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       Volume I - June 26, 2009

No More Blood Sugar Blues!

Dining Out Tips for
People With Type 2 Diabetes

by Alice Osbornce and Patty Liston

For many of us, summertime means eating out more often. If you have type 2 diabetes, you can still enjoy a good restaurant meal — the key is to make smart choices. Dining out should be a pleasure, not a chore. So, what do people with type 2 diabetes do if they want to eat out? Won’t their diet and nutritional needs make this a challenge? “Not at all,” says Kathy Honick, RN, CDE, a diabetes educator with Barnes Jewish Hospital in St. Louis.

As with most events in life, things often turn out better if they’re planned ahead. Eating out is no different. This doesn’t mean you can’t have a spontaneous meal out, but planning ahead makes it easier to choose the right restaurants, foods, and even time of day.

Most restaurants are more aware that many of their clientele have special dietary needs, whether it’s because they’re vegetarians, have irritable bowel disorder, diabetes, or something else. Because of this, even if a favorite restaurant doesn’t offer a meal prepared as you would like, it doesn’t hurt to ask — many chefs will be happy to accommodate you.

Make the Best Choices: The term “diabetic meal” is not a good term to use, because each person with diabetes is different and has different requirements. Instead, you should look for healthy choices.

The recommended carbohydrate limit per meal for women is 45 to 60 grams, and the limit for men is 60 to 75 grams. A balanced snack is considered about 15 to 30 grams of carbohydrate, with a serving of protein and fat.

Keeping these guidelines in mind, Honick suggests you find nutritional information for chain restaurants “by going online or by request. For the independent restaurants, it’s usually available by request.” By obtaining the nutritional information, you can learn which meals you can choose when you do decide to go out, even on a spontaneous outing.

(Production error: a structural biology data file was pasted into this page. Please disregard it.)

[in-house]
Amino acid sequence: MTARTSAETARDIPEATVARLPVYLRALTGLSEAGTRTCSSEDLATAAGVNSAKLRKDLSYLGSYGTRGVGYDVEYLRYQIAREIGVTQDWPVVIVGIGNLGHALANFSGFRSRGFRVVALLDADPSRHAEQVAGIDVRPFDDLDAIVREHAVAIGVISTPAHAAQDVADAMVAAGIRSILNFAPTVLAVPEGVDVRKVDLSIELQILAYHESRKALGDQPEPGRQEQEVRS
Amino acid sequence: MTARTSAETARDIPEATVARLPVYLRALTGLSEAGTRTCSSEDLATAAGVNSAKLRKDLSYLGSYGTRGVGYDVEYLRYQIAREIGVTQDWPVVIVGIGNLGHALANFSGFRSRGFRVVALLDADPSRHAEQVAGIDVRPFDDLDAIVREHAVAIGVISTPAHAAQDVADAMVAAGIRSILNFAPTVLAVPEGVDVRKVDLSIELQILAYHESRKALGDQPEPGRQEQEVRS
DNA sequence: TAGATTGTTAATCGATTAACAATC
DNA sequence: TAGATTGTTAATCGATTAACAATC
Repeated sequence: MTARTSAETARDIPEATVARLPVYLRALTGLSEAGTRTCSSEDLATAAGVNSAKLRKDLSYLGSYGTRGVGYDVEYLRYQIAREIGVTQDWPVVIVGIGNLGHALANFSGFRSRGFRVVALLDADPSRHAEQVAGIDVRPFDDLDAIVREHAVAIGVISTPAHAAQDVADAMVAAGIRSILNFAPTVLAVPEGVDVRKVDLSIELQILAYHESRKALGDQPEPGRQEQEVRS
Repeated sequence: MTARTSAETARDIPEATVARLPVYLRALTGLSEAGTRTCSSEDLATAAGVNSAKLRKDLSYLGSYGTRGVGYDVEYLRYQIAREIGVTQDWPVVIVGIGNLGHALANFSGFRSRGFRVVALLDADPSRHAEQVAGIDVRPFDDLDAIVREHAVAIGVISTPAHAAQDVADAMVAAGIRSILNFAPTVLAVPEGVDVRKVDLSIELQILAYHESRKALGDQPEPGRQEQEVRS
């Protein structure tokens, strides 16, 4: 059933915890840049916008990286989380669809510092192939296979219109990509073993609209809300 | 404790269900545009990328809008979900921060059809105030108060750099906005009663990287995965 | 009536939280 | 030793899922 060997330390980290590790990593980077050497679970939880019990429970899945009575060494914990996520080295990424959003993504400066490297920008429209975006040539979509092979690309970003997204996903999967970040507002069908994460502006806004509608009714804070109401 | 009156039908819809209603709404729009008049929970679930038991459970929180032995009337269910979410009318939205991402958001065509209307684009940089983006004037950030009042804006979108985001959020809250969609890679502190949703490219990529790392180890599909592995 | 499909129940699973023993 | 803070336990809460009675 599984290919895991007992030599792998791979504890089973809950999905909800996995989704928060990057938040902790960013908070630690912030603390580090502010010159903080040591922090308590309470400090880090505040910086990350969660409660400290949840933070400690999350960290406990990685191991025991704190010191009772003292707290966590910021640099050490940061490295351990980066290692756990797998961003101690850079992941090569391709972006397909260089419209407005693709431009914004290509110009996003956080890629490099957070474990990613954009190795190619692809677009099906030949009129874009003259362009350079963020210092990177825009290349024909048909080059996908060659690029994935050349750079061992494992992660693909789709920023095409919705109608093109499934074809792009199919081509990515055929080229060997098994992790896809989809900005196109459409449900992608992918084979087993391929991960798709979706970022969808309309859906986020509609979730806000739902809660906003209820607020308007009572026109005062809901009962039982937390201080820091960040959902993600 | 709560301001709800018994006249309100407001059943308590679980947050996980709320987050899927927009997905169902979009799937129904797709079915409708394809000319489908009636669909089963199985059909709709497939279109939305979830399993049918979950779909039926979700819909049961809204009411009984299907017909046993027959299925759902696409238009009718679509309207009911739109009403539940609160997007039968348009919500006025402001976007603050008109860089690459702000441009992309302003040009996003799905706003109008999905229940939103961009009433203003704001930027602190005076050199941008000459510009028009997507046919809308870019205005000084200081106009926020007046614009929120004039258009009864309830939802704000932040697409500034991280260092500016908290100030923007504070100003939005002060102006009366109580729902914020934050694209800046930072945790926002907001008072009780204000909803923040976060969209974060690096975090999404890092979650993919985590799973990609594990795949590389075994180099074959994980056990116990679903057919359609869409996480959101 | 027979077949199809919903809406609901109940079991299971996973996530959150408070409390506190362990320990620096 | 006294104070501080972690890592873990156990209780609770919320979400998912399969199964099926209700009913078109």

The American Diabetes Association suggests that you look for heart-healthy meals as well. These dishes are usually low fat. Consider the following tips for making good choices when ordering from a menu:

Order your meat or fish broiled without butter.

Ask that your baked potato be served plain — you can use a small amount of margarine or low-fat sour cream.

Order a salad, or vegetables from the salad bar, as your side dish.

Request that all sauces and dressings be served on the side.

Grilled chicken sandwiches, thin-crust pizzas with vegetable toppings, or bean burritos — without sour cream, cheese, or guacamole — are good fast-food choices.

It’s also important to watch your portions, cautions Honick. “Request a carry-out container for leftover portions instead of overeating, to prevent elevated blood sugar ranges,” she says.

Time Your Meals: One thing that people with diabetes can’t avoid is the clock. You must eat at certain times throughout the day to maintain your blood sugar levels. And, depending on where you’re choosing to eat, this could be an issue. After all, if you’re planning to eat at 6 o’clock, but your table isn’t ready and service is slow, so you don’t get your food until 7:30, this could be a serious problem.

Here are some tips to be sure you eat as close to your usual time as possible:

  • Avoid restaurants at their busiest times.
  • Make reservations.
  • Tell your companions why it’s so important that you eat on time.
  • Adjust your snacks if your meal will be significantly later than usual.

    To an extent, eating out can still be fun and spontaneous. Advance planning and learning takes away a lot of the unknown and lets you enjoy eating out, like everyone else.

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